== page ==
From sauce to sanitiser – £100,000 funding secured for projects that will strengthen food and drink sector

Researchers at Sheffield Hallam’s National Centre of Excellence for Food Engineering (NCEFE) have begun work on two projects that will help drive the food and drink sector in a post Covid-19 world.

Both projects have been funded by Innovate UK, which works with people, companies and partner organisations to find and drive the science and technology innovations that will grow the UK economy – delivering productivity, new jobs and exports.

Martin Howarth, Director of the National Centre of Excellence for Food Engineering said: “Both of these projects are examples of the ground-breaking work we do at NCEFE to apply engineering knowledge to food processing.

“It’s about using the capacity and technology we have in the UK and adapting that in new and innovative ways to drive growth which will be all the more important as we move into a world after Covid-19.”

One of the projects will see NCEFE work with local SME JJA Pack, who service and support cup filling and bottle filling machines for the food and beverage industry.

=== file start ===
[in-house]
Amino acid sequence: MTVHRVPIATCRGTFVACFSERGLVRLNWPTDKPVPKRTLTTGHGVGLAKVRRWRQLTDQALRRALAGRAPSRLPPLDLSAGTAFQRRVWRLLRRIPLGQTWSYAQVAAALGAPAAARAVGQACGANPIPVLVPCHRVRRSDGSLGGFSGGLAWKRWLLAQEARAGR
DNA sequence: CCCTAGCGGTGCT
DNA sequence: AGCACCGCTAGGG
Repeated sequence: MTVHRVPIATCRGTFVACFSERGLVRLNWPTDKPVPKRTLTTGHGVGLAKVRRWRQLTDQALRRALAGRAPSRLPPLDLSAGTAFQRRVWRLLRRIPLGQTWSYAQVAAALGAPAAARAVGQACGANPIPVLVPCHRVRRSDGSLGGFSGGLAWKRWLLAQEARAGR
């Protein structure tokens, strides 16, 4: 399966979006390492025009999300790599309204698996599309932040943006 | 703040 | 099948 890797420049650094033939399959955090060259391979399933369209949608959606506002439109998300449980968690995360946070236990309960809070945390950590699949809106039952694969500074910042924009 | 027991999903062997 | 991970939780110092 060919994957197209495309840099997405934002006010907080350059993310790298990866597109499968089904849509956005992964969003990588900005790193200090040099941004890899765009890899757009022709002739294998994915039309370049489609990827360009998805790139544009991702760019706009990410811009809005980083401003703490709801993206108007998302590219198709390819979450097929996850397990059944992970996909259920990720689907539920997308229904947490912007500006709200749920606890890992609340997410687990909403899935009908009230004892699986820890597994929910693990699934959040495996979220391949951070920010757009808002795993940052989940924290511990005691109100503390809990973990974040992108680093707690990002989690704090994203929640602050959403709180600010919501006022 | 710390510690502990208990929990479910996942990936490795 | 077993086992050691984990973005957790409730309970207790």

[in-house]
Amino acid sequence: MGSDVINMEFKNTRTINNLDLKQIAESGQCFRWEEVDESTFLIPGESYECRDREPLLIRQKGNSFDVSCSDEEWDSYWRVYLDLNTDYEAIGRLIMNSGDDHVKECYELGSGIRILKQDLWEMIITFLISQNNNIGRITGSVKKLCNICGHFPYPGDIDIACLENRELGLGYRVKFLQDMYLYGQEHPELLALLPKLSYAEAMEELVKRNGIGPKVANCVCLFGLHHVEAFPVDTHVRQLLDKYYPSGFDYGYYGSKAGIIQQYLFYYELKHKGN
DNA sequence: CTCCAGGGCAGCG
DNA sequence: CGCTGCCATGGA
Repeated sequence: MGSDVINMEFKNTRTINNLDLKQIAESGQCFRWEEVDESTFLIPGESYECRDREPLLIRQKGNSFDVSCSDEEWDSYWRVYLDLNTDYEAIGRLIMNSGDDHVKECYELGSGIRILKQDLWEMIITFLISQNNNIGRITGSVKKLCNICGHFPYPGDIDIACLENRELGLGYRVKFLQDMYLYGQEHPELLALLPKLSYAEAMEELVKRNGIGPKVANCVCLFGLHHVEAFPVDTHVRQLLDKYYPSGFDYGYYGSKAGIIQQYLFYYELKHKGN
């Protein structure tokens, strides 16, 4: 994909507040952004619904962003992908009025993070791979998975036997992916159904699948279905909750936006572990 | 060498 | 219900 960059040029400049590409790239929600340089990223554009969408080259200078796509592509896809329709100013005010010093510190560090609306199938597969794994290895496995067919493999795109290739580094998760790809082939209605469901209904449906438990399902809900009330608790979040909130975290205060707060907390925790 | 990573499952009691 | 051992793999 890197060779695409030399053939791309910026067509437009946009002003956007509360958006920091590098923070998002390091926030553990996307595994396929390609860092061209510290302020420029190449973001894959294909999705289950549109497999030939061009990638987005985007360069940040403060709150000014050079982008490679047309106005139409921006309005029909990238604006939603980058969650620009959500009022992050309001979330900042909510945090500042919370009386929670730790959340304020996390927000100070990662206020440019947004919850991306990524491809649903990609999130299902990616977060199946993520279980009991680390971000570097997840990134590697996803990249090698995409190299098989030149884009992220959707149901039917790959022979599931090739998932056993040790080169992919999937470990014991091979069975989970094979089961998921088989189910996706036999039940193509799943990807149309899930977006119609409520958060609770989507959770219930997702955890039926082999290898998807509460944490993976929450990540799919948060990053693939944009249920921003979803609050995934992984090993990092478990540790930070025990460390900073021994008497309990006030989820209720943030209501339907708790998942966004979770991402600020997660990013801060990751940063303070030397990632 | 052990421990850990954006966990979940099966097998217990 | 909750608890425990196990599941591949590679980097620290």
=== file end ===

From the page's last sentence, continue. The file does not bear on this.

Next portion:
The aim of the project is to repurpose a condiment filling machine, through a redesign and adoption of advanced digital tools, so that it will be able to fill containers with hand sanitiser with an output capacity of 36,000 litres per day.

The second will see staff at the centre support Baker Perkins to develop new technology for the commercial production of meat substitutes using, for the first time, flour from whole beans and pulses as the main ingredient, rather than expensive and highly processed isolated pulse protein.

This will strengthen the UK’s food supply chain and address both commercial and consumer concerns arising from Covid-19 about the dependence on food imports in the event of future pandemics or other international supply chain disruptions.

It will also investigate ways of achieving the desired range of textures using purely processing techniques or label-friendly ingredients, rather than additives.

Jamie Ashpole, Director of JJA Pack said: “I strongly believe that the filling system we are designing will give the food industry the ability to run faster for longer with the capability we will be able to predict potential issues and breakdowns.

“This gives us a chance to create a greater presence in the marketplace which will hopefully lead to further orders, allowing us to employ more staff and boost the local economy”.

Keith Graham, Business Development Manager at Baker Perkins, said: “The UK food industry will benefit from this project by being able to respond to demand for environmentally-friendly and clean-label meat substitutes using ingredients that could be grown and/or processed in the UK.

“As the demand for these products is increasing worldwide, UK food processing and equipment companies will benefit from export opportunities.”

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